Jerry once asked George if he’s confident in getting the “I love you” return from his girlfriend.
“If you don’t get that return, that’s a pretty big matzo ball hanging out there,” Jerry said in the “Seinfeld” scene.
George never got that return.
Today, we’re faced with the possibility of leaving matzo balls hanging on a daily basis.
Ever ask a question on a group text only to be ignored?
It’s an embarrassing feeling. You consider making new friends because it’s been 10 minutes and no one has acknowledged your “Mimosas Sunday?” text that was sent at 2 p.m. on a Tuesday.
We’ve all been there. This new technology is rough on the social life confidence.
I put myself out there last week when I asked Raider Nation on Twitter to send me questions to kick off the Review-Journal’s first Raiders mailbag.
For nearly 24 hours, the silver and black faithful left me on read.
Then Bay Area native Carlo Ammatuna rescued me from my lonely island with a thoughtful email.
Ammatuna mentioned how he developed a strong fandom for the Raiders at the age of 8 when the team returned to Oakland in 1995 after leaving Los Angeles.
He plans on continuing to cheer for the Raiders when they move to Las Vegas in 2020.
“No other football team could win me over and no other sports team could capture my attention quite in the same way that Al Davis’ Raiders could,” Ammatuna’s email read. “I’d put up with the losing, with a few negative experiences at the Coliseum and with the ever present rumors of leaving Oakland.
“Even through the talks of moving to Santa Clara, Carson and San Antonio, none of that mattered (as long) as the Raiders moved to the best option that would better the team and secure the greatness they always strived for.”
Raiders fans in Northern California can relate to Ammatuna. They’ll eventually have to decide, if they haven’t already, if the Raiders will remain their favorite team when the moving trucks arrive.
There’s no right or wrong decision, but keep in mind, the Raiders won’t forget where they come from. The Raiders make their history a priority, and that’s evident in how well they treat their alumni players.
The location of the new home stadium will be nearly 600 miles away, but the team mantra and national aura should remain the same.
If you’re on the fence, wait until the Raiders play the Rams at Los Angeles Memorial Coliseum next week for a preseason game. The former home of the Raiders will probably be covered in black.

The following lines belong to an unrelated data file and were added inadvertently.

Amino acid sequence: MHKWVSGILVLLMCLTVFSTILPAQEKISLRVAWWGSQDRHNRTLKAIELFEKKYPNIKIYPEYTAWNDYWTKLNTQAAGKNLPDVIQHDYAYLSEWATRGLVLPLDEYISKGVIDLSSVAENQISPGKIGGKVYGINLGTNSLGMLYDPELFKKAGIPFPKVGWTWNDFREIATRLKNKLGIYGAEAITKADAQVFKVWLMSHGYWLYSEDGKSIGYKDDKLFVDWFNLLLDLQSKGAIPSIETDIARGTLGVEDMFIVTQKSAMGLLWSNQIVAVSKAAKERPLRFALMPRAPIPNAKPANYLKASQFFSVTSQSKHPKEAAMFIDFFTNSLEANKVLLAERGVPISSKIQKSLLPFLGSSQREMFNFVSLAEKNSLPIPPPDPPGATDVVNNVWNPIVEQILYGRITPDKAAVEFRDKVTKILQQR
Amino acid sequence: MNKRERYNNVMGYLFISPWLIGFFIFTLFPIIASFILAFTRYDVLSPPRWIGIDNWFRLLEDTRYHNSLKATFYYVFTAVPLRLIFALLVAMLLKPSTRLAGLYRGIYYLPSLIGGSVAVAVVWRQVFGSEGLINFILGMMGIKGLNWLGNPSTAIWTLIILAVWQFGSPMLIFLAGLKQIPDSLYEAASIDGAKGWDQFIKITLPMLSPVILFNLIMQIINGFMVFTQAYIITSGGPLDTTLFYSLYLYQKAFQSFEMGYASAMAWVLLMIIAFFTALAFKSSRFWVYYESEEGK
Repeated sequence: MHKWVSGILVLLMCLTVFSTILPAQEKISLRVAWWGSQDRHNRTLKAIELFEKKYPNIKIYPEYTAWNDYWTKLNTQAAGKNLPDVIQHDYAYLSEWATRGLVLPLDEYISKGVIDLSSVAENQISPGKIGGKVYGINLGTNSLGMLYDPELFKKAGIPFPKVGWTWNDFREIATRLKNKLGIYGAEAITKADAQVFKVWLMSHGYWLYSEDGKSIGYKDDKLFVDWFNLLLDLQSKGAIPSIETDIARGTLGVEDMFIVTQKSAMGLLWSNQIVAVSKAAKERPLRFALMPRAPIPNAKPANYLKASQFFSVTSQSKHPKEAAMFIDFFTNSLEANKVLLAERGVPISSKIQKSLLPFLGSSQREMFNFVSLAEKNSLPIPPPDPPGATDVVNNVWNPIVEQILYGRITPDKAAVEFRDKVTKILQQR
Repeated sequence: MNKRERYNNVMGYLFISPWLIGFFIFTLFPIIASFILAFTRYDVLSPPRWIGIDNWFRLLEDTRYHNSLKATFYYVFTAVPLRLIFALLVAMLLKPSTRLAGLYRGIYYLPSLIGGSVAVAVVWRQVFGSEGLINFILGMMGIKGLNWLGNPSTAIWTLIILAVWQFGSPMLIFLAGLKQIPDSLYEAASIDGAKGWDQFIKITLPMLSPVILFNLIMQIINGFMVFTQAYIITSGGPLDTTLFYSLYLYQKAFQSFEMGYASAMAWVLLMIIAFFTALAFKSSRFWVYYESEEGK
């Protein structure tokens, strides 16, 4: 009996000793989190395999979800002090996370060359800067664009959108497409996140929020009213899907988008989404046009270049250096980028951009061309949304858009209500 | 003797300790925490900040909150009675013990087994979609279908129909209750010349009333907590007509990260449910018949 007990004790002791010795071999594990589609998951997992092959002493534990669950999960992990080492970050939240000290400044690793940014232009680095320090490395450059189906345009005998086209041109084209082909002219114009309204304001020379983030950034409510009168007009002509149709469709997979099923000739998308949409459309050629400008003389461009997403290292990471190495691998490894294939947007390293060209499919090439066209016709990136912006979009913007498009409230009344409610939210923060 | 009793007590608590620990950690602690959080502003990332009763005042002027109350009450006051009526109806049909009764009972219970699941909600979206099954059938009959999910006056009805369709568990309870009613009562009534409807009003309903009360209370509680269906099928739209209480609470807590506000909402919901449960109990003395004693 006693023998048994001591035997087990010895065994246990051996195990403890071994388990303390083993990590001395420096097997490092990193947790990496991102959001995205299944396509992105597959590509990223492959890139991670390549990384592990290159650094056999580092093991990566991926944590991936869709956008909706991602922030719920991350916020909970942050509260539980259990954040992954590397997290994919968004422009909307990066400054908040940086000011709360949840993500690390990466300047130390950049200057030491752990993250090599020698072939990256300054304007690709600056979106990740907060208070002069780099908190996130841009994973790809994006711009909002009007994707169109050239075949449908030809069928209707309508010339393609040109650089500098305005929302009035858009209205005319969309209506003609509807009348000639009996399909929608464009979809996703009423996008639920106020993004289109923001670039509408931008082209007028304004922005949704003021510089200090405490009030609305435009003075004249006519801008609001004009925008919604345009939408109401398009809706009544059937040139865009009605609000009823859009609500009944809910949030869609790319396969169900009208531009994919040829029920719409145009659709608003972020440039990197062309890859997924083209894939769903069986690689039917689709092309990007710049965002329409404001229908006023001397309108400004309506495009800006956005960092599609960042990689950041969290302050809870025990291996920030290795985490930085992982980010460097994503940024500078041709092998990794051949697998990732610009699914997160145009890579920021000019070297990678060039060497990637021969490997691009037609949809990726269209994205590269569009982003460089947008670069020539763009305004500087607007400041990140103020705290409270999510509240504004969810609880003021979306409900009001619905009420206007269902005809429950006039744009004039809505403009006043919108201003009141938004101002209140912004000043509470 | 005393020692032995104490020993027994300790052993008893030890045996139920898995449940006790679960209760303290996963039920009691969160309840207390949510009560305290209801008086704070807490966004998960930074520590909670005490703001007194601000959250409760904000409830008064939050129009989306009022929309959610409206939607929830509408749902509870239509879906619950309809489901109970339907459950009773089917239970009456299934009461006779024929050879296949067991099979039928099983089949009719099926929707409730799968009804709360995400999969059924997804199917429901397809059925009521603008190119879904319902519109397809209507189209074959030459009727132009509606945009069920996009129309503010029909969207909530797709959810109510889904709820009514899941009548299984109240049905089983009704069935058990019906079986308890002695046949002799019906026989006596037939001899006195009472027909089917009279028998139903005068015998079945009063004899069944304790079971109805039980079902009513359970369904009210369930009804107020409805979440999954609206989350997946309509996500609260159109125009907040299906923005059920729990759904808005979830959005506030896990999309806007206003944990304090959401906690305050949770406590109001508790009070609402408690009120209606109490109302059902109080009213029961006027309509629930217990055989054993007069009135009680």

The Raiders left L.A. 24 years ago and still remain the city’s favorite NFL team, even with the Rams and Chargers recently moving into town.
It’s hard to give up on the Raiders.
New faces on special teams
The second email I received was a lot shorter and didn’t have a name, just a phone number with a 702 area code.
So we at least know he’s local, and he might have been stuck in a time machine.
“What is the latest information on Oakland kicker (Sebastian) Janikowski?” 702 local asked. “Still on the team? Traded? Retired? Other info?”
I hate to break the bad news, 702 local. Janikowski is now kicking for the Seahawks after the Raiders parted ways with the franchise’s all-time leading scorer in the spring.
Janikowski’s 18-year run with the Raiders was recently put into perspective.
Giorgio Tavecchio was the starting kicker for the Raiders in 2017. He’s no longer on the team after being cut last week.
Rookie Eddy Pineiro and veteran Mike Nugent are vying for the starting gig in 2018.
Special teams was once an area of stability for the Raiders when Janikowski and punter Shane Lechler were doing the kicking.
The Raiders drafted Janikowski in the first round and selected Lechler in the fifth round of the 2000 draft. The two were paired together for 13 seasons.
The Raiders potentially could have a rookie kicker-punter tandem again this season with Pineiro and punter Johnny Townsend.
“We kind of compare our game a lot to those guys, Janikowski and Lechler,” Townsend said Wednesday. “They’re two of the best to ever to do it, especially to wear the Raider brand. We try to model our game after them.”
Good or bad trade?
Miguel Zavala tweeted “Bad trade. What about (Seth) Roberts?”
He was referring to the draft day trade the Raiders executed in April to land wide receiver Martavis Bryant after giving up a third-round pick to the Steelers.
Bryant’s struggles to grasp Raiders coach Jon Gruden’s offense have been made public this training camp.
He also hasn’t received many snaps with the first-team offense.
That could change after Bryant made dazzling plays with Connor Cook throwing him passes Wednesday in a joint practice against the Lions, whom the Raiders face Friday in the preseason opener.
Roberts doesn’t seem like the candidate to take Bryant’s snaps if he can’t leave Gruden’s doghouse before the regular season arrives.
The Raiders have been impressed with Ryan Switzer, who also joined the Raiders this spring on a draft day trade.
At first, it seemed Switzer was going to be solely a return specialist. He can now be the starting slot receiver.
It’s too soon to grade the Bryant trade, but the Raiders might have insurance with their other trade.